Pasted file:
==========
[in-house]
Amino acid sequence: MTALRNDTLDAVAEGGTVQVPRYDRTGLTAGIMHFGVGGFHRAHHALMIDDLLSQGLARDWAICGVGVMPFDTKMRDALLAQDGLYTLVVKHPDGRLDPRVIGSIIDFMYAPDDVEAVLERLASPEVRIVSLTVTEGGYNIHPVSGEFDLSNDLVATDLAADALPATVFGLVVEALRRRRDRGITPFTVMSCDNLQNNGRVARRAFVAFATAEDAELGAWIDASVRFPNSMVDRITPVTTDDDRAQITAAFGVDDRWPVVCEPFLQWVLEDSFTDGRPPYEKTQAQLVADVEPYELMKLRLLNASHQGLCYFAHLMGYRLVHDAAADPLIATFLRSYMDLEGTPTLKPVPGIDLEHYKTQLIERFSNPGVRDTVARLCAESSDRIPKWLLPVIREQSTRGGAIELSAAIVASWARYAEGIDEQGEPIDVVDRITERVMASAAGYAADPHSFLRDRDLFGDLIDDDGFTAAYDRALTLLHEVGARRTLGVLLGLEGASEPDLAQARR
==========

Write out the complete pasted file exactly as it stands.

[in-house]
Amino acid sequence: MTALRNDTLDAVAEGGTVQVPRYDRTGLTAGIMHFGVGGFHRAHHALMIDDLLSQGLARDWAICGVGVMPFDTKMRDALLAQDGLYTLVVKHPDGRLDPRVIGSIIDFMYAPDDVEAVLERLASPEVRIVSLTVTEGGYNIHPVSGEFDLSNDLVATDLAADALPATVFGLVVEALRRRRDRGITPFTVMSCDNLQNNGRVARRAFVAFATAEDAELGAWIDASVRFPNSMVDRITPVTTDDDRAQITAAFGVDDRWPVVCEPFLQWVLEDSFTDGRPPYEKTQAQLVADVEPYELMKLRLLNASHQGLCYFAHLMGYRLVHDAAADPLIATFLRSYMDLEGTPTLKPVPGIDLEHYKTQLIERFSNPGVRDTVARLCAESSDRIPKWLLPVIREQSTRGGAIELSAAIVASWARYAEGIDEQGEPIDVVDRITERVMASAAGYAADPHSFLRDRDLFGDLIDDDGFTAAYDRALTLLHEVGARRTLGVLLGLEGASEPDLAQARR